Whatever the result of next Thursday's referendum, the one certainty is that politics in the UK as we know it - the old, stable 2 1/2 party system - is over. The political dinosaur may take a while to die - it may be after May 2015 before the message gets from tail to head - but dead it is. Which is why you will see Cameron, Clegg and Miliband doing more than ever to pretend it isn't - they really don't know what else to do.
The Party conference season will be soon upon us - that annual con-trick ably aided by the BBC that pretends that the 120 elderly and unemployed people huddled in the front rows of some vast and otherwise vacant venue are a mass party membership in plenary session. It would be too, too humiliating for Cameron to admit that with a party membership down to 60,000 from 2,000,000 in the 1950s that he could probably have his annual conference in the upstairs function room at the Dog and Duck. And by the way, more than a million of those Tory members were lost after 1979 during the Thatcher years. The combined membership of all the main parties is now far less than 1% of the UK electorate.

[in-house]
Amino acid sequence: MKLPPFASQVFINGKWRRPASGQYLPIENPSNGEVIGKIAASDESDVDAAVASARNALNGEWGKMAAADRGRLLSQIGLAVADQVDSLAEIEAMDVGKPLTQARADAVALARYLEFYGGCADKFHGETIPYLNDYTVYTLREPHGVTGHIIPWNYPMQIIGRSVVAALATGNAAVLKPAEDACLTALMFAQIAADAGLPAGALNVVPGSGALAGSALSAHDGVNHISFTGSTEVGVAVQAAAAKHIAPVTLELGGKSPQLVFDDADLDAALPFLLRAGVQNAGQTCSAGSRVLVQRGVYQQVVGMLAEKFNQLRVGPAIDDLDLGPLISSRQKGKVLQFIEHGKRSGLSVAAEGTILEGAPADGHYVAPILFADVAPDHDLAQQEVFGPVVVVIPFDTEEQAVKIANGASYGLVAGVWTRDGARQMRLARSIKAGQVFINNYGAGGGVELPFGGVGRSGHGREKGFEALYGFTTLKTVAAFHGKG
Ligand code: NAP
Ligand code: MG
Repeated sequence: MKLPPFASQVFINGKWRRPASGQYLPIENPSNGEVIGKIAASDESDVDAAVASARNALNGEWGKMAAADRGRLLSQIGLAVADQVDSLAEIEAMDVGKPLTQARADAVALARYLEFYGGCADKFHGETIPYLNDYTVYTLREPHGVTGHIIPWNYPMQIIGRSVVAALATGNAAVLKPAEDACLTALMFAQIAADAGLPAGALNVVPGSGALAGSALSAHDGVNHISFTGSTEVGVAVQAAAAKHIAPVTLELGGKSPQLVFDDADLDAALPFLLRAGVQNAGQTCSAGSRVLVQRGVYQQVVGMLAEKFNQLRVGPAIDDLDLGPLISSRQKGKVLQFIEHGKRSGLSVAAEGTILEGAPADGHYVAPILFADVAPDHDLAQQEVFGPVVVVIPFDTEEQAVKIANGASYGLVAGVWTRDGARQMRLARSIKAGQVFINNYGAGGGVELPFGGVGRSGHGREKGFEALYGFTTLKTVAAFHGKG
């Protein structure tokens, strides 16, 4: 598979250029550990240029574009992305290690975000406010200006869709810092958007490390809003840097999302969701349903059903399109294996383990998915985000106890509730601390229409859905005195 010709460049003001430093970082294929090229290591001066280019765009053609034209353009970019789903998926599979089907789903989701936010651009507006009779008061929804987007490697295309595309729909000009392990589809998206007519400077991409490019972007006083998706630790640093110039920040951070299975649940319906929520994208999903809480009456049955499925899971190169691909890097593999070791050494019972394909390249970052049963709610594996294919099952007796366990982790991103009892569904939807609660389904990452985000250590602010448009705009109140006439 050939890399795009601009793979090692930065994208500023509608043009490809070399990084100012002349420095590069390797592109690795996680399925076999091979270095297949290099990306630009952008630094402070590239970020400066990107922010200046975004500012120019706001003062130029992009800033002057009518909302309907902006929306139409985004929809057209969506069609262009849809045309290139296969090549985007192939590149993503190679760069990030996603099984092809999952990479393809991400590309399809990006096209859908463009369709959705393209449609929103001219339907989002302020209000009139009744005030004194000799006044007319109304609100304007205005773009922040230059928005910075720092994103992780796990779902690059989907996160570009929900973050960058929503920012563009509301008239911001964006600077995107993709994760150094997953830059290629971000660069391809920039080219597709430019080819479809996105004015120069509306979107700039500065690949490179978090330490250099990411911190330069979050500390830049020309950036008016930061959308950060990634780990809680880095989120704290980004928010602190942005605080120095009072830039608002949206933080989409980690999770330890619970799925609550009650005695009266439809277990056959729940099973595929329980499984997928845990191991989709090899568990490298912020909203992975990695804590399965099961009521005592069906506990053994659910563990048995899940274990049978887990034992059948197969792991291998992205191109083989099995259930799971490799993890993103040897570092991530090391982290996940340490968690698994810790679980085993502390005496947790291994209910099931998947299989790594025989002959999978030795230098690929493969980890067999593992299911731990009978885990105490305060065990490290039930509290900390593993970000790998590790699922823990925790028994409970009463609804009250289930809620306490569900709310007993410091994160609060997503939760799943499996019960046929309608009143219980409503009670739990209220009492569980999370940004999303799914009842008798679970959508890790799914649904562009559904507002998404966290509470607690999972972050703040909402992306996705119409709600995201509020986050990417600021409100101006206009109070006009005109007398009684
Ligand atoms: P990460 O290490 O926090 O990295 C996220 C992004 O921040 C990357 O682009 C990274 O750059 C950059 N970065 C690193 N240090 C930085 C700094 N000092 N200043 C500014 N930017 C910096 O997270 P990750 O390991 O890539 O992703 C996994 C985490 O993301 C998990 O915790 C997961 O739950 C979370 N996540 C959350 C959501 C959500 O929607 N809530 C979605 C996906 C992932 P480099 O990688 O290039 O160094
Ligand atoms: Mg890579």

And the parties - particularly Labour - have not just been complacent but have been complicit in electoral fraud. Our standards of electoral probity are way outside established democratic standards, particularly with regard to the EQ or electoral quotient. Scotland has been particularly guilty of running rotten boroughs and one way or another - either by independence, which will eliminate the problem, or a federalist system that sees at at least half of Scotland's MPs culled - this must end.
That IPSA imagine that is a suitable time to announce a 10% pay rise for MPs underlines just how far away from reality the fools of the political class are operating. We loathe them more than ever, and in Scotland they're realising just how close they all are to being strung-up from the lamp columns. Tip: It's not just Scotland.